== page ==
|Charging Saddam Hussein With Tax Evasion|
Five indisputable points on the trial of Saddam Hussein:
1. The U.S. Army and Iraqi athorities are unable to safeguard the lives of witnesses, judges, and lawyers involved with the case.
2. Hussein was supported by the CIA, the U.S. military, and U.S. defense contractors during the Reagan and Bush I administration up until the gulf war.
3. If we really wanted a fair trial conducted in a manner the rest of the world could support, we'd hold it at the International Criminal Court in the Hague.
4. This trial has a foregone conclusion. Hussein will die prior to any discussion of the role played by the forces mentioned in point number two. Dead men tell no tales.
5. Just as capturing Hussein did nothing to weaken the insurgency, his death will also accomplish nothing other than sating our thirst for vengange, stoking the fires of resistance to the U.S. occupation, and covering the tracks of a misguided U.S. policy in the Middle East over the last two decades.
A fair trial? That's the last thing the Bush Administration wants!
A fair trial conducted in a neutral venue would probably arrive at the same conculsion regarding Hussein's dictatorial rule itself, but it wouldn't stand a chance of absolving Hussein's patrons of their culpability.
Chris Walker on the Hussein Trial...
"...BBC Radio Scotland asked me, on Wednesday, to take part in a discussion on Saddam's trial: would it be fair and should he be executed were the questions. Almost an oxymoron.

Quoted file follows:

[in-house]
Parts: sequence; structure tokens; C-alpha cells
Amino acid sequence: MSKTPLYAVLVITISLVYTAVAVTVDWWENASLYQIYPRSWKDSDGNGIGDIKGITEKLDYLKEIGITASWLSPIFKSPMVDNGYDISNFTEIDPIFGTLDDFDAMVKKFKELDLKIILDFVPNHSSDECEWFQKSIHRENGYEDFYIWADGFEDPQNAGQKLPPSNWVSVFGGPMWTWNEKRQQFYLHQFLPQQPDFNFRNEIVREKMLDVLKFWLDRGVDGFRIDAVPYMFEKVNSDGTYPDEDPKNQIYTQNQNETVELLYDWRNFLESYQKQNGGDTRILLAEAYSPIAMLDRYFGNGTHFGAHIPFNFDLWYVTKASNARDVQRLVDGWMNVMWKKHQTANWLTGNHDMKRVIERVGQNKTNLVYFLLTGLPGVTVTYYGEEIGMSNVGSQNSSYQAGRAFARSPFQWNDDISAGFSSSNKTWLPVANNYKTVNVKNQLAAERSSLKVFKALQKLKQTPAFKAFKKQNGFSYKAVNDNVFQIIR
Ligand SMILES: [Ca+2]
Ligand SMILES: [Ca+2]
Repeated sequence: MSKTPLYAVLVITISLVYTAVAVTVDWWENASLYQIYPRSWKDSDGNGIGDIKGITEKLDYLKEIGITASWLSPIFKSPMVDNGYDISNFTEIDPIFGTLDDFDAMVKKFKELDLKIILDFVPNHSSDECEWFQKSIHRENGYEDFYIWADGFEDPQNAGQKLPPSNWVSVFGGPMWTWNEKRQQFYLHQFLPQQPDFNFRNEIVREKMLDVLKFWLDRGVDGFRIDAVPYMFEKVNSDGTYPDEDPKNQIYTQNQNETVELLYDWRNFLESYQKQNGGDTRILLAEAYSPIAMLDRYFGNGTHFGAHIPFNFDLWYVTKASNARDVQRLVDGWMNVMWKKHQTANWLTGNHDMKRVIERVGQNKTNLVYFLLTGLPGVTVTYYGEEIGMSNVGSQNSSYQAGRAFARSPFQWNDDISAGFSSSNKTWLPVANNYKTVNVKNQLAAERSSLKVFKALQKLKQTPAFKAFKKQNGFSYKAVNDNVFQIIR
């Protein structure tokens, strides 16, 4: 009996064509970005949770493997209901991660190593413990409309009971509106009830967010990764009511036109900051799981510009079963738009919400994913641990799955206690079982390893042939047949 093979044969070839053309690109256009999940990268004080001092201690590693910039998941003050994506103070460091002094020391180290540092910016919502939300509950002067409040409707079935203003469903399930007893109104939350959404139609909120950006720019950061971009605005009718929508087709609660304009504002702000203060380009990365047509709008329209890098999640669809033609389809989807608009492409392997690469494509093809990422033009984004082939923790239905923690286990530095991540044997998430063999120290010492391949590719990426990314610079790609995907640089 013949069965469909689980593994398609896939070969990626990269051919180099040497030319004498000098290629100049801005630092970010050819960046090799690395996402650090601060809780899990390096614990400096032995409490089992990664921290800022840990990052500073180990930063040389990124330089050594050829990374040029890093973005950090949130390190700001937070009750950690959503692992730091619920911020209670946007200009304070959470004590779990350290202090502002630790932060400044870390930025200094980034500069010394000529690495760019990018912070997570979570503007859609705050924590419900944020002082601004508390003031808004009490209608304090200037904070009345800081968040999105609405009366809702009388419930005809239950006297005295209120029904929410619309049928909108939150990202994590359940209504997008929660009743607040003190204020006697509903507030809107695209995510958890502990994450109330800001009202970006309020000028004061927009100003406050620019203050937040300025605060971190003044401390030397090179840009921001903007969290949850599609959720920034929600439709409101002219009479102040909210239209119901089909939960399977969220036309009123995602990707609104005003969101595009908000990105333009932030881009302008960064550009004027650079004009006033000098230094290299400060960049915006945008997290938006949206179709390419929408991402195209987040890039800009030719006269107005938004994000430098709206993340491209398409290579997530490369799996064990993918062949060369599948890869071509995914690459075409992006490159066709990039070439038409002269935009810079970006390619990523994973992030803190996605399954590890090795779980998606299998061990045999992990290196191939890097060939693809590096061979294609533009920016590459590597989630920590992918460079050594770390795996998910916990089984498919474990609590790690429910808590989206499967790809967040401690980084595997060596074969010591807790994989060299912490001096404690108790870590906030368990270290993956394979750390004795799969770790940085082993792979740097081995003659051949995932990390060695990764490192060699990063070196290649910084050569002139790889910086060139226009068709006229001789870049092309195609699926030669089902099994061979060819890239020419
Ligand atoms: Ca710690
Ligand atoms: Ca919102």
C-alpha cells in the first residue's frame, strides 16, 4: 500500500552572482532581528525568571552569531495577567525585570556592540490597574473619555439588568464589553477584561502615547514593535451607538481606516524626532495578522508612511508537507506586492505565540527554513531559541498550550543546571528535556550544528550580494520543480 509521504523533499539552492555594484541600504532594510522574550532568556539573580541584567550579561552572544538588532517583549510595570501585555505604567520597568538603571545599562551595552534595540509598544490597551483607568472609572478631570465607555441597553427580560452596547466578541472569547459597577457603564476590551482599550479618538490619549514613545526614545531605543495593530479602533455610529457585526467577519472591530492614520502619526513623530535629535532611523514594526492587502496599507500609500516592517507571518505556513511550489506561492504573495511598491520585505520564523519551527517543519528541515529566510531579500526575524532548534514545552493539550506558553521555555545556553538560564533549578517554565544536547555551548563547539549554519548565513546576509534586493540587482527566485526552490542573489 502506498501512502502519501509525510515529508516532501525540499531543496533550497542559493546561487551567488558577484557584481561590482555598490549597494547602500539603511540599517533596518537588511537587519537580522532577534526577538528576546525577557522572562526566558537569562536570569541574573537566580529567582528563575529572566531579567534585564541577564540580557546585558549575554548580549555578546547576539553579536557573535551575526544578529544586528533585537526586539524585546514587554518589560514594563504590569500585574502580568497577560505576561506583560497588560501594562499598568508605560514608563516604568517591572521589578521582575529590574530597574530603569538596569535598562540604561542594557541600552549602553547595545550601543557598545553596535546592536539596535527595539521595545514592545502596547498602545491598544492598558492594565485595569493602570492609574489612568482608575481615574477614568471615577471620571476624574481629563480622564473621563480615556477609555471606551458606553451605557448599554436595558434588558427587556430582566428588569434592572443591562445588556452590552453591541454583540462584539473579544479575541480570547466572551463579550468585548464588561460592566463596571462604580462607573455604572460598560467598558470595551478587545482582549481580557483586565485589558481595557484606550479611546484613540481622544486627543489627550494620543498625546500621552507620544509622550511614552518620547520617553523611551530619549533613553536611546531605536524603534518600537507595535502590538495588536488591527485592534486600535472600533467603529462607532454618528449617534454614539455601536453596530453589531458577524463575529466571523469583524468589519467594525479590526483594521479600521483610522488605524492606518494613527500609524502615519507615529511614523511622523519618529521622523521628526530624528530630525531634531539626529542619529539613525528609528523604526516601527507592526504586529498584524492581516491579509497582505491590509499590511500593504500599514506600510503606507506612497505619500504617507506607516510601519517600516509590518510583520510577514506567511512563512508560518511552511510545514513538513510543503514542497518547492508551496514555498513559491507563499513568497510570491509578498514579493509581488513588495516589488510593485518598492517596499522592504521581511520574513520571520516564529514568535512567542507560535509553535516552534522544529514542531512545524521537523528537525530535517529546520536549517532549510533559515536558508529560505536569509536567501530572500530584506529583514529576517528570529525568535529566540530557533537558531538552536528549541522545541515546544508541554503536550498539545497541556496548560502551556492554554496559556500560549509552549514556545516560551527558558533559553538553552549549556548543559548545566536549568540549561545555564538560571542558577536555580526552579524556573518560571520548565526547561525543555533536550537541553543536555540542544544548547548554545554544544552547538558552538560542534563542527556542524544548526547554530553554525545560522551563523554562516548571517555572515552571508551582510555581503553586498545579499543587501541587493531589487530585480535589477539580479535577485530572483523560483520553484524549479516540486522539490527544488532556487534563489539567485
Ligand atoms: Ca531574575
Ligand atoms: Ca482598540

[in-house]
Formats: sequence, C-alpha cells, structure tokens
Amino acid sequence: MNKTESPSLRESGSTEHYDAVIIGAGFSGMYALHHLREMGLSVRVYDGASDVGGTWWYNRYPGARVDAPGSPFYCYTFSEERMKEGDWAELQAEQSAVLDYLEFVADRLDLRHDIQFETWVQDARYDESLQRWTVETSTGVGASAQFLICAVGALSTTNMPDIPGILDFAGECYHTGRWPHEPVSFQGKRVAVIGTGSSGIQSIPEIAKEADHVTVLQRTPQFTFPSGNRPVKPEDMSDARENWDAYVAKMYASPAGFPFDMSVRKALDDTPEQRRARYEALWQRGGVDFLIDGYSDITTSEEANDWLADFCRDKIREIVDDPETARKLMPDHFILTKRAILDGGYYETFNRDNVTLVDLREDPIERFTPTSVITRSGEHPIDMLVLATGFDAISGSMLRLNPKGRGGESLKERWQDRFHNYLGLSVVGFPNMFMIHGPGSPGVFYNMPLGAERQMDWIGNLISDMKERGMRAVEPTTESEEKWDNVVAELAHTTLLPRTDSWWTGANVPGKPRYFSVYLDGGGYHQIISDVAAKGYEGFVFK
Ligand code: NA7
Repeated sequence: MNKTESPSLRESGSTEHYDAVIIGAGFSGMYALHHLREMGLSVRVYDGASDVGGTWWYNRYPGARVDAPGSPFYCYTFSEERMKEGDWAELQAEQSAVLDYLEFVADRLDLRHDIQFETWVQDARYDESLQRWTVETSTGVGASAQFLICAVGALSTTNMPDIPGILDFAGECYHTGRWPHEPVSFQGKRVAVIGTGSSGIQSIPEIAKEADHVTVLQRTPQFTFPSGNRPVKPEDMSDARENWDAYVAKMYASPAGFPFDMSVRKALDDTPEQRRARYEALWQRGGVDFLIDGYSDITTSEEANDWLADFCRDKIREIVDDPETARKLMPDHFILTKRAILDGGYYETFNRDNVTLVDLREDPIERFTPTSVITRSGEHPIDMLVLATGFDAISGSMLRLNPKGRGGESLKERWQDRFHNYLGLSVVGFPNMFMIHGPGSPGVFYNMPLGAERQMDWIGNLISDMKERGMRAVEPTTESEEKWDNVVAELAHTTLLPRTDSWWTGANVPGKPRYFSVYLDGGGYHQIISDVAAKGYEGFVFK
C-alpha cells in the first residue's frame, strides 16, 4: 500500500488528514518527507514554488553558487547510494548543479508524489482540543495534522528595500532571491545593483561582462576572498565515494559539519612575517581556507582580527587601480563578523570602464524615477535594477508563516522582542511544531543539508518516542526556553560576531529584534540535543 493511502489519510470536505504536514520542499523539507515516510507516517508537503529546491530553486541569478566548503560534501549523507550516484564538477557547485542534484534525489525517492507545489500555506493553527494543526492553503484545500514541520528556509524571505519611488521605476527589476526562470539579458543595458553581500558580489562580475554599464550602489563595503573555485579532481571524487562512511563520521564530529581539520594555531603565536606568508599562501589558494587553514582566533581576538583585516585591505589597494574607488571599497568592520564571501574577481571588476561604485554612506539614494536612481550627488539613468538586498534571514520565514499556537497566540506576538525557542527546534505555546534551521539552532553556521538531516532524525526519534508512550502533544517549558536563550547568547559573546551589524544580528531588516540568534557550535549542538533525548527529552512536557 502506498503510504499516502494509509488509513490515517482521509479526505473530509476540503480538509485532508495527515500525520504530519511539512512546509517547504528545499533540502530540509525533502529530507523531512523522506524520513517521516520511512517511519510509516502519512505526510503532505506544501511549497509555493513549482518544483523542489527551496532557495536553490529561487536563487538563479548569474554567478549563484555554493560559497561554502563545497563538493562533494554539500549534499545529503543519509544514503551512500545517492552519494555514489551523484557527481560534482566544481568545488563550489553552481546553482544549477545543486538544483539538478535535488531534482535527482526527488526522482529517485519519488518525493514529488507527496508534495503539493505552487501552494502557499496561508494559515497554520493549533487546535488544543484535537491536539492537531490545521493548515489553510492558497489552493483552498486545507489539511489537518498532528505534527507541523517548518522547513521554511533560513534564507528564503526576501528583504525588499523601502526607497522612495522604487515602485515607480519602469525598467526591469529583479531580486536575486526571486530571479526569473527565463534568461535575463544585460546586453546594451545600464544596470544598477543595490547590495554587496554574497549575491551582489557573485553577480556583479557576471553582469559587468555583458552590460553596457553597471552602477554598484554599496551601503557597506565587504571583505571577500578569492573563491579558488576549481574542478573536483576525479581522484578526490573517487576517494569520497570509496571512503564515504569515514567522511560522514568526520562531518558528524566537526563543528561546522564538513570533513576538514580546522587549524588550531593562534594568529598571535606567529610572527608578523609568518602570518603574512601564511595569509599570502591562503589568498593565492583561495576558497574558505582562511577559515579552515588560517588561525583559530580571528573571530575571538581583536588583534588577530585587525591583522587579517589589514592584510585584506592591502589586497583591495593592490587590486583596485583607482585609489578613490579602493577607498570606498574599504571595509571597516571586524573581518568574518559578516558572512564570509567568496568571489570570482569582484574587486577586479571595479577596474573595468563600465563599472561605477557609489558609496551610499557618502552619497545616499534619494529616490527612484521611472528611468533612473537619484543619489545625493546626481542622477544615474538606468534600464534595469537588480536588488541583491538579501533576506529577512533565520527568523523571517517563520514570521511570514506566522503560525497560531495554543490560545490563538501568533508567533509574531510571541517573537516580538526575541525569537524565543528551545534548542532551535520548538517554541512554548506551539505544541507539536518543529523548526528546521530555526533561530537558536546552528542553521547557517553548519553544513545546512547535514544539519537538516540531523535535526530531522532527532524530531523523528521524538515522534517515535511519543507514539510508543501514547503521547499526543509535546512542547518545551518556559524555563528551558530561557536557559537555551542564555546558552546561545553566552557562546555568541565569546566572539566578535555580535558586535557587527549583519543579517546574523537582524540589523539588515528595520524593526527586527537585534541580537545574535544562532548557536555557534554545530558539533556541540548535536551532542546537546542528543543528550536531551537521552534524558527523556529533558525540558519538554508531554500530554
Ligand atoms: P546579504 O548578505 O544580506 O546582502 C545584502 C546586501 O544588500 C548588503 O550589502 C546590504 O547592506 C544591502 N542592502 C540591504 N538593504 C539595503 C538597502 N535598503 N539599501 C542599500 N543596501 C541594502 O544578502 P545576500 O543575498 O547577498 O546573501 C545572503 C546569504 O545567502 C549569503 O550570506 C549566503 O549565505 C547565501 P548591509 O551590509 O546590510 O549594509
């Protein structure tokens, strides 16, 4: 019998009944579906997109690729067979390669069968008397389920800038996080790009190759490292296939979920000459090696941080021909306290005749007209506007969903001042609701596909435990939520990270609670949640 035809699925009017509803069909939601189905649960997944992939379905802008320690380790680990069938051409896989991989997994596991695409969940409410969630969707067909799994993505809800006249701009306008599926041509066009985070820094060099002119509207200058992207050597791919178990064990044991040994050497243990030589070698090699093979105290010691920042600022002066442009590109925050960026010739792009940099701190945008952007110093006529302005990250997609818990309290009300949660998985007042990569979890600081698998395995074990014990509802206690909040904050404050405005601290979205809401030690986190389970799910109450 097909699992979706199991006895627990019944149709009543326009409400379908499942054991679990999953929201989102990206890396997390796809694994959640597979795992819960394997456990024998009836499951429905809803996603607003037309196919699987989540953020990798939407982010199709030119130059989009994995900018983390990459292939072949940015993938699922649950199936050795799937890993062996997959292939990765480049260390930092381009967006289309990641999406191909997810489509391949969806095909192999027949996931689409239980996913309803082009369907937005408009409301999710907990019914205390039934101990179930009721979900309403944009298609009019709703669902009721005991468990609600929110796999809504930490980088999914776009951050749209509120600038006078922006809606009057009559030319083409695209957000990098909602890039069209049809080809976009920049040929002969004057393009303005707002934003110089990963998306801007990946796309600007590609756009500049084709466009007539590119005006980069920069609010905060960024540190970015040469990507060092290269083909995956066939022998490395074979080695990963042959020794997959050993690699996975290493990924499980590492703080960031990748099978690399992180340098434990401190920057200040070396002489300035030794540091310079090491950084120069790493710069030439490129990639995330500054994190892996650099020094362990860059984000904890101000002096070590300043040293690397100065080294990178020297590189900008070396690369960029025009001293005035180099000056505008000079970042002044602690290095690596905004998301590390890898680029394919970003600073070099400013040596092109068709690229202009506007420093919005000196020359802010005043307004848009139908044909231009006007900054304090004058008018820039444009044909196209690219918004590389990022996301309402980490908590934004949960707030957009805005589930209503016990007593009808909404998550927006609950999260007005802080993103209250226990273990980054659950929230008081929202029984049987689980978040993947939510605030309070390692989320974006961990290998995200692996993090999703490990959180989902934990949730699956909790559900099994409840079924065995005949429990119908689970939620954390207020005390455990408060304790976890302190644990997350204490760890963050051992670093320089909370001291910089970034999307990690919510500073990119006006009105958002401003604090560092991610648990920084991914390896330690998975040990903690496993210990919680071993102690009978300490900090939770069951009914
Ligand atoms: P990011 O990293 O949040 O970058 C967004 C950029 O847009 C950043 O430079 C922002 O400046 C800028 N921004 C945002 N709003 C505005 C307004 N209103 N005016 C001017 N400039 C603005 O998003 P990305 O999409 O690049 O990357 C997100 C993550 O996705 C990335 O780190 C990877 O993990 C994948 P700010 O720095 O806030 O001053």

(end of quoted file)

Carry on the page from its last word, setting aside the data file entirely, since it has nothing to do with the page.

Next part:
Given that the US has picked the judges and determined the terms of reference of the proceedings, it will fall somewhat short of fairness, at least in the sense of allowing the accused to reveal who his accomplices were (the CIA), who brought him to power (the CIA) and who supplied his weaponry (yes, you got it). The Human Rights Watch report on US army torture in Iraq has recently stated that "in a way it was sport". The trial is designed along the same Wayne Rooneyesque lines. Keep the world's attention away from Halabja (and the period 1975-90) by focusing on Dubjail. A bit like charging Al Capone with tax evasion. Meanwhile, justify the illegal war by telling us that Saddam was a bad man.
Ironically, when I lived under Saddam's gentle tutelage for several years in the 1980s I worked closely with two American lawyers, Harvard graduates both – they were developing Iraqi planning laws while I focused on demographics and water resources. Saddam was our friend then, a bulwark against Shia fundamentalism. Millions of Iraqi dead later, Shia fundamentalism is on the cusp of realisation in Iraq amid a civil war. Bring on balkanisation. Funny old thing, war."
News And Commentary
- Media Matters for America
- The Guardian
- Goderich Signal Star
- The Strib
- The Toronto Star
- The Poutine Diaries
- 917 Press
- Manufactured Environments
- Journal of Genki
- Rick and Heather
- Jason Coleman
- Paperback Writers
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